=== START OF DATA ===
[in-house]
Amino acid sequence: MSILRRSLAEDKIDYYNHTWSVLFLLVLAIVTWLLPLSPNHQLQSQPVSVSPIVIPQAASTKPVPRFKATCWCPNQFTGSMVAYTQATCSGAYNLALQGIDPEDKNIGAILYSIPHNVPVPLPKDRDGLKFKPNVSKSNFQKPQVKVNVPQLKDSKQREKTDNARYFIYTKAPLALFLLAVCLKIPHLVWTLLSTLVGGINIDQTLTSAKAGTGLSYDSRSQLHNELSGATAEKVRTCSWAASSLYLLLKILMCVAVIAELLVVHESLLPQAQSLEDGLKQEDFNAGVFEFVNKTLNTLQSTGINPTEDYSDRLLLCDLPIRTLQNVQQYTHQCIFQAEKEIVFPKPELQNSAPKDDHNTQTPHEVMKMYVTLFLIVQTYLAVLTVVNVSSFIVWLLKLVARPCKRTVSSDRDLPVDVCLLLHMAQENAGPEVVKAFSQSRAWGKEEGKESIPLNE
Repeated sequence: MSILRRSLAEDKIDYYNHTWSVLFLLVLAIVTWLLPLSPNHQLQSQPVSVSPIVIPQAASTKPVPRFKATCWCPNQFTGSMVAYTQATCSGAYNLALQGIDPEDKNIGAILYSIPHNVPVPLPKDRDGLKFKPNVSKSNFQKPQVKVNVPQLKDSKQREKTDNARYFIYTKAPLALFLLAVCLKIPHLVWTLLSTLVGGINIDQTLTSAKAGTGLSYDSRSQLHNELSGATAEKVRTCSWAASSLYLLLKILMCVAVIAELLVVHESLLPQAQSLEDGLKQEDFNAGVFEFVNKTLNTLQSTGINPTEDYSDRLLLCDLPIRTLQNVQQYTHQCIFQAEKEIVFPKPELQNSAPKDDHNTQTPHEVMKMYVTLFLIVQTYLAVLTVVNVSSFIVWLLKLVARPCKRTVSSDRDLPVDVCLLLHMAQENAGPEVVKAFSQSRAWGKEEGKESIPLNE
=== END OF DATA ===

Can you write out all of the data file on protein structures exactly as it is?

[in-house]
Amino acid sequence: MSILRRSLAEDKIDYYNHTWSVLFLLVLAIVTWLLPLSPNHQLQSQPVSVSPIVIPQAASTKPVPRFKATCWCPNQFTGSMVAYTQATCSGAYNLALQGIDPEDKNIGAILYSIPHNVPVPLPKDRDGLKFKPNVSKSNFQKPQVKVNVPQLKDSKQREKTDNARYFIYTKAPLALFLLAVCLKIPHLVWTLLSTLVGGINIDQTLTSAKAGTGLSYDSRSQLHNELSGATAEKVRTCSWAASSLYLLLKILMCVAVIAELLVVHESLLPQAQSLEDGLKQEDFNAGVFEFVNKTLNTLQSTGINPTEDYSDRLLLCDLPIRTLQNVQQYTHQCIFQAEKEIVFPKPELQNSAPKDDHNTQTPHEVMKMYVTLFLIVQTYLAVLTVVNVSSFIVWLLKLVARPCKRTVSSDRDLPVDVCLLLHMAQENAGPEVVKAFSQSRAWGKEEGKESIPLNE
Repeated sequence: MSILRRSLAEDKIDYYNHTWSVLFLLVLAIVTWLLPLSPNHQLQSQPVSVSPIVIPQAASTKPVPRFKATCWCPNQFTGSMVAYTQATCSGAYNLALQGIDPEDKNIGAILYSIPHNVPVPLPKDRDGLKFKPNVSKSNFQKPQVKVNVPQLKDSKQREKTDNARYFIYTKAPLALFLLAVCLKIPHLVWTLLSTLVGGINIDQTLTSAKAGTGLSYDSRSQLHNELSGATAEKVRTCSWAASSLYLLLKILMCVAVIAELLVVHESLLPQAQSLEDGLKQEDFNAGVFEFVNKTLNTLQSTGINPTEDYSDRLLLCDLPIRTLQNVQQYTHQCIFQAEKEIVFPKPELQNSAPKDDHNTQTPHEVMKMYVTLFLIVQTYLAVLTVVNVSSFIVWLLKLVARPCKRTVSSDRDLPVDVCLLLHMAQENAGPEVVKAFSQSRAWGKEEGKESIPLNE